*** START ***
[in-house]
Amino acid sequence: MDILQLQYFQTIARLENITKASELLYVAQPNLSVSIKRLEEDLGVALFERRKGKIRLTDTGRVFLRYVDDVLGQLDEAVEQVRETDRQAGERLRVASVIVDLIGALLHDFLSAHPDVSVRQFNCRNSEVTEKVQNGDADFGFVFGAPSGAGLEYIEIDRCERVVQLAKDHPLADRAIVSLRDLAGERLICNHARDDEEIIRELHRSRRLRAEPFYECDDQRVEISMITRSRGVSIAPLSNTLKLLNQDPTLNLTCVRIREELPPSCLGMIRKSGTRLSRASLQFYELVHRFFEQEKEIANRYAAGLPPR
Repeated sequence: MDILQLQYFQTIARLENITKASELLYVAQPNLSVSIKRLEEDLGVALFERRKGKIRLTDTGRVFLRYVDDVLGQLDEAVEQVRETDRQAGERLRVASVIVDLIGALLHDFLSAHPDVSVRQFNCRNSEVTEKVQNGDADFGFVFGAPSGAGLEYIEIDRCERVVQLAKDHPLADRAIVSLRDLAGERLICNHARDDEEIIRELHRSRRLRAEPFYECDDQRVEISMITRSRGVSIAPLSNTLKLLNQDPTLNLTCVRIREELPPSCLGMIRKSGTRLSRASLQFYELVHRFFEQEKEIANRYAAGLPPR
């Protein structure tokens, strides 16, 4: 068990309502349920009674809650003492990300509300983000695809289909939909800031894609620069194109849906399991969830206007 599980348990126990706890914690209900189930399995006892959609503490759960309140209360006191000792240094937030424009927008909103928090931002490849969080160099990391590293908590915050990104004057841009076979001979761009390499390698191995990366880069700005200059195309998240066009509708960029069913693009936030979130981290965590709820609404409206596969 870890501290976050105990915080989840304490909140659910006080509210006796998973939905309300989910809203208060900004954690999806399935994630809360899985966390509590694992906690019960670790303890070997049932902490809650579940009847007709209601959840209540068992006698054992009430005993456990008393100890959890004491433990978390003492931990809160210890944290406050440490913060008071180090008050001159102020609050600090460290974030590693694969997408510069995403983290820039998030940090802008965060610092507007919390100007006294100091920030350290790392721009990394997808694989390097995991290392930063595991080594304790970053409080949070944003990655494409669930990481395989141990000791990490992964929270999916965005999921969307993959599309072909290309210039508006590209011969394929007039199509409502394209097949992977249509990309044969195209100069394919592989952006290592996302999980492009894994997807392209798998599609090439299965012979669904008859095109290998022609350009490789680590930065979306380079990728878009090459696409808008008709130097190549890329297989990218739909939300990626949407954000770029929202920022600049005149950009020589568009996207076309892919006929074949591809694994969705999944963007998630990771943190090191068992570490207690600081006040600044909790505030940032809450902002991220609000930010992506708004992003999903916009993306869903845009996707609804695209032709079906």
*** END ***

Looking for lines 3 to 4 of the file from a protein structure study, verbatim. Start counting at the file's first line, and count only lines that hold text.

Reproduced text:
Repeated sequence: MDILQLQYFQTIARLENITKASELLYVAQPNLSVSIKRLEEDLGVALFERRKGKIRLTDTGRVFLRYVDDVLGQLDEAVEQVRETDRQAGERLRVASVIVDLIGALLHDFLSAHPDVSVRQFNCRNSEVTEKVQNGDADFGFVFGAPSGAGLEYIEIDRCERVVQLAKDHPLADRAIVSLRDLAGERLICNHARDDEEIIRELHRSRRLRAEPFYECDDQRVEISMITRSRGVSIAPLSNTLKLLNQDPTLNLTCVRIREELPPSCLGMIRKSGTRLSRASLQFYELVHRFFEQEKEIANRYAAGLPPR
């Protein structure tokens, strides 16, 4: 068990309502349920009674809650003492990300509300983000695809289909939909800031894609620069194109849906399991969830206007 599980348990126990706890914690209900189930399995006892959609503490759960309140209360006191000792240094937030424009927008909103928090931002490849969080160099990391590293908590915050990104004057841009076979001979761009390499390698191995990366880069700005200059195309998240066009509708960029069913693009936030979130981290965590709820609404409206596969 870890501290976050105990915080989840304490909140659910006080509210006796998973939905309300989910809203208060900004954690999806399935994630809360899985966390509590694992906690019960670790303890070997049932902490809650579940009847007709209601959840209540068992006698054992009430005993456990008393100890959890004491433990978390003492931990809160210890944290406050440490913060008071180090008050001159102020609050600090460290974030590693694969997408510069995403983290820039998030940090802008965060610092507007919390100007006294100091920030350290790392721009990394997808694989390097995991290392930063595991080594304790970053409080949070944003990655494409669930990481395989141990000791990490992964929270999916965005999921969307993959599309072909290309210039508006590209011969394929007039199509409502394209097949992977249509990309044969195209100069394919592989952006290592996302999980492009894994997807392209798998599609090439299965012979669904008859095109290998022609350009490789680590930065979306380079990728878009090459696409808008008709130097190549890329297989990218739909939300990626949407954000770029929202920022600049005149950009020589568009996207076309892919006929074949591809694994969705999944963007998630990771943190090191068992570490207690600081006040600044909790505030940032809450902002991220609000930010992506708004992003999903916009993306869903845009996707609804695209032709079906």